No drugmaker wants a generic challenger for a product it relies on--and certainly not two generics challengers. But in the case of Vivus ($VVUS), which has sued Actavis ($ACT) and now Teva ($TEVA) over patent infringement for weight-loss drug Qsymia, the generic interest could be an "incremental positive," one analyst believes.
The way RBC Capital Markets' Simos Simeonidis sees it, the recent attention from copycat drugmakers--and especially heavyweights like Actavis and Teva--is a good thing for the obesity market as a whole.
"There had been speculation for the first year and a half of the Qsymia launch on the lack of any ANDAs. The disappointing sales led many to believe that there may never be an interest for a generic, since obesity was not really viewed as 'a real market,'" he wrote in a Thursday note to investors.
Indeed, the field's two pioneers--Vivus and Belviq-maker Arena ($ARNA)--have watched their products get off to slow starts over the last couple years, despite sales-force expansions from Arena marketing partner Eisai and a Vivus proxy war investors hoped would spur it to join up with a commercial teammate of its own.
Vivus still hasn't landed that marketing help, but it has drawn the Actavis and Teva filings, with the Dublin drugmaker's arriving nearly a year ago and the Israeli company's coming last month. In response, Vivus has filed two suits against Actavis and one against Teva, triggering 30-month stays of approval.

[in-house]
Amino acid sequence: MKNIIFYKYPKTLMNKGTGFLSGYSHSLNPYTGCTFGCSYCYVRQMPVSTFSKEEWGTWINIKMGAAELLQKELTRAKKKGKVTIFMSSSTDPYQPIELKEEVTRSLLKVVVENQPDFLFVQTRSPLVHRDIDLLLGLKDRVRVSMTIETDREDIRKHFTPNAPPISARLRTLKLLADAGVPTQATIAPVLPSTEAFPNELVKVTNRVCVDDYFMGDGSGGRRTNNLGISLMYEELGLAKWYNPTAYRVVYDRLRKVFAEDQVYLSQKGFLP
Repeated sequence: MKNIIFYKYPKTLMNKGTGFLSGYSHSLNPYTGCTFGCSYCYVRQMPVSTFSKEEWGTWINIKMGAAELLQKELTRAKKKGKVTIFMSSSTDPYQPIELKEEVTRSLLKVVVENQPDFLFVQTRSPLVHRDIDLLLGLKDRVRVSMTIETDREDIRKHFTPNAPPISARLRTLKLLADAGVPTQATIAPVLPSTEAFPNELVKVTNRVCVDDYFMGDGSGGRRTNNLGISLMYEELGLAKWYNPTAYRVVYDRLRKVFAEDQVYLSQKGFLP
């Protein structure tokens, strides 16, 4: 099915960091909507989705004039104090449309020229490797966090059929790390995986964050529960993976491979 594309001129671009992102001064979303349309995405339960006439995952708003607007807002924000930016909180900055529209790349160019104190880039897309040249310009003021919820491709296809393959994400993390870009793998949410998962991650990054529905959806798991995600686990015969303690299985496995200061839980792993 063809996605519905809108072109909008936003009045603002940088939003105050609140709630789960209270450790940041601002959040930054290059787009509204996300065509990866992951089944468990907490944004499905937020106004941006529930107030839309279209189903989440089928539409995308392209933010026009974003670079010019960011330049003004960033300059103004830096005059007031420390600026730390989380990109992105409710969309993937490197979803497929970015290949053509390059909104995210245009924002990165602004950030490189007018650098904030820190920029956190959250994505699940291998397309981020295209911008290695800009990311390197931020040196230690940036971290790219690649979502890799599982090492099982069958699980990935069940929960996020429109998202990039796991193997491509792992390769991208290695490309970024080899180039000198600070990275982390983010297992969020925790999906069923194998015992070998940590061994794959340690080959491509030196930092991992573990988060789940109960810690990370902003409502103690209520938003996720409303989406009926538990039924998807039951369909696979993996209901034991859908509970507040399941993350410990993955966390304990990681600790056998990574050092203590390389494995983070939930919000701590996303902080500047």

And while the generics makers haven't exactly convinced Simeonidis the market is booming--current script levels "far from … validate the space," he wrote--in his view, the knockoff threats are a step in the right direction.
Analysts are also hopeful that new contenders will get things going. Orexigen's ($OREX) Contrave--approved last September--has already passed Qsymia for second place in both new prescriptions and total prescriptions. And last December, the FDA gave Novo Nordisk's ($NVO) Saxenda the green light, too.
Vivus and Arena, though, will have to hope that recent rep-army downsizing won't counteract whatever market-growth benefits they see. Earlier this month, Vivus announced plans to slash its Qsymia rep tally by one-third--bringing the total down to 100--and beef up digital marketing instead.
And last week, Eisai informed Arena it would be creating a new, 90-rep neurology sales force to hawk Belviq and two other Eisai products, as well as keeping a shared contract field force of 230 on hand. That's a long way off from the 600 reps it last May promised it would field--and a long way off from the 900 Orexigen partner Takeda has enlisted to help sell Contrave.
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